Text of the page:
That raises fears that the housing market will suffer in places like Fairfield and Westchester counties, where property taxes are often well above $10,000. That’s especially worrisome for houses in the $700,000 to $1.5 million range, whose owners are well off but not necessarily rich enough to see their income tax cuts make up for the loss of their deductions.
Clearly, the highly touted cuts in business taxes — including the corporate rate falling from 35 percent to 20 percent and lower levies on partnerships and business owners — will help the companies and investors located here.
“The thing we’re worried about is the employees,” McGee said, especially homeowners with household incomes between $100,000 and $300,000. “They’re going to see a tax increase.”
Connecticut is already losing about 25,000 residents per year to other states and that could get worse, Klepper-Smith said, at a time when state growth in jobs is near zero.
“We’re basically treading water, let’s just hope we can continue to tread water,” he said.
As for typical residents of cities such as Bridgeport, that’s also a mixed picture with long-term fears. Tax rates for families with children who earn $40,000 to $80,000 are likely to fall if they don’t take itemized deductions, as the standard deduction doubles to $24,000 and the child credit increases from $1,000 to as high as $2,000 in the Senate plan.
But some of those benefits disappear after a few years, as lawmakers added a sunset provision to some personal tax rates because the massive business cuts create a deficit of $1 trillion in 10 years, even with some economic growth.
Another fear for Connecticut cities is whether historic tax credits for renovating old buildings, killed in the House version, survive the joint version that Republican leaders work out. And yet another fear is the effect of federal spending cuts in the coming years.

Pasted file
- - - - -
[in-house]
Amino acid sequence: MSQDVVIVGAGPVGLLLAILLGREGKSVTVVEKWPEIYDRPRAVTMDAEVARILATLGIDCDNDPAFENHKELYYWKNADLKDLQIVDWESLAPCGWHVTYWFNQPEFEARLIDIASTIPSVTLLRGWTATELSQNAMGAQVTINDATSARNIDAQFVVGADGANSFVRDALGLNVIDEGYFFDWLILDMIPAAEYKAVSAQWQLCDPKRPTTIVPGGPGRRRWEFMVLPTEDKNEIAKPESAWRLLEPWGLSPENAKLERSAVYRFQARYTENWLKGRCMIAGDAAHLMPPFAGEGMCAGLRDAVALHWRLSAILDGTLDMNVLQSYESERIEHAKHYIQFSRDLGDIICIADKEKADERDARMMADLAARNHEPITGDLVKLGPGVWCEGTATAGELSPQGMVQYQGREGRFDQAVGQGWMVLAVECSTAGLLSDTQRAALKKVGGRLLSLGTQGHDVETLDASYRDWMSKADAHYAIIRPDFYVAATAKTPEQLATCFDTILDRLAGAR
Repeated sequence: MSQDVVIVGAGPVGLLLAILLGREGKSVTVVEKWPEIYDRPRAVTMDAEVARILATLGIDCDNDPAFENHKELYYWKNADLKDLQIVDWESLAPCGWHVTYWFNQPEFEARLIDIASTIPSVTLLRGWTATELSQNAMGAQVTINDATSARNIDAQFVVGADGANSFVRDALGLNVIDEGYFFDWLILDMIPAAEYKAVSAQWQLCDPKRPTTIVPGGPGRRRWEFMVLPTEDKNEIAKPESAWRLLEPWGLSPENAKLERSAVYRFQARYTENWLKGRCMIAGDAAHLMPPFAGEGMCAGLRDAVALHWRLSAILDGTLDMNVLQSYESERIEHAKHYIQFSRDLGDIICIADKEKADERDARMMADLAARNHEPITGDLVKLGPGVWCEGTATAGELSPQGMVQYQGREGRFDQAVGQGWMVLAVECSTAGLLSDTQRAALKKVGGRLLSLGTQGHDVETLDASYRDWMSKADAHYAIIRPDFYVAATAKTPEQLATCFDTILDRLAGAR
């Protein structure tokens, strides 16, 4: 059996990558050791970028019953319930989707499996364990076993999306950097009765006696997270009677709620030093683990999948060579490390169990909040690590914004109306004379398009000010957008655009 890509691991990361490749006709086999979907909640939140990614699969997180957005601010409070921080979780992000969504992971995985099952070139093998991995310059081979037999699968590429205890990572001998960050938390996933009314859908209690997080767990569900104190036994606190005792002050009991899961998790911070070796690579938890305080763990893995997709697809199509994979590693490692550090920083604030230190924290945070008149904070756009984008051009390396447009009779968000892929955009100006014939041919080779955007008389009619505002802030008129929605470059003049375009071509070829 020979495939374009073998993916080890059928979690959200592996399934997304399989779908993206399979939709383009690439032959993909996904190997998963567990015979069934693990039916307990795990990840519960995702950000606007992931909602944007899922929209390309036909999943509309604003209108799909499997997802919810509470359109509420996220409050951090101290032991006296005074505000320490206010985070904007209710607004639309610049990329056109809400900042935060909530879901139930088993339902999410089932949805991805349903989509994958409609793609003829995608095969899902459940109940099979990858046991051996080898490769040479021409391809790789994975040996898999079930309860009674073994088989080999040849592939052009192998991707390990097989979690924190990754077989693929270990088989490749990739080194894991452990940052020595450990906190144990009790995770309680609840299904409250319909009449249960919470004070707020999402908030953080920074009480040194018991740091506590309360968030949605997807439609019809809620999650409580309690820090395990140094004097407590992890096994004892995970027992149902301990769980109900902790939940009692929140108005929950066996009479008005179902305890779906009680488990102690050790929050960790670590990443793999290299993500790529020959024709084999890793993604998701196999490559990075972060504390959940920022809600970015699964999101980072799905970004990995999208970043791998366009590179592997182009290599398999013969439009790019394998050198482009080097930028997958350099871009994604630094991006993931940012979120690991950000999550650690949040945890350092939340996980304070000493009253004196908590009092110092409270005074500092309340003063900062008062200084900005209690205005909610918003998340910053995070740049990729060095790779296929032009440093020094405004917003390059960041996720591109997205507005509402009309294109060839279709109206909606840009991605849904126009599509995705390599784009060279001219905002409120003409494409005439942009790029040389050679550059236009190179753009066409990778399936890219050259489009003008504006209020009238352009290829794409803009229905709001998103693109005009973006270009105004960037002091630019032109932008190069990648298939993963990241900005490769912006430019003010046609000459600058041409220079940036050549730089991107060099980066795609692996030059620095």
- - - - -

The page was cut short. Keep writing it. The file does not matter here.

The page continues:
“Two years from now when we see that the deficit is not shrinking, there’s going to be this massive pressure to cut federal spending,” McGee said.
In Washington, Connecticut’s Democratic Senators, Richard Blumenthal and Chris Murphy, blasted the Senate bill.
“Americans will remember this day — and the Senate Republican majority will rue it — for the catastrophic scam foisted on the American people in the dead of night,” Blumenthal said. “It is a bait-and-switch, promising a simpler and fairer tax code, and actually making it more complex and unfair.”
While GOP leaders are expected to try to get a final bill to President Donald Trump by Christmas, Murphy said they should re-think their proposal.
“This bill, written in haste and passed in the dead of night with absolutely no ability for the American public to look at it, will be a disaster for the economy,” he said. “It’s not too late for Republicans to go back to the drawing board and work with Democrats to come up with a bipartisan bill that helps the people who really need tax relief.”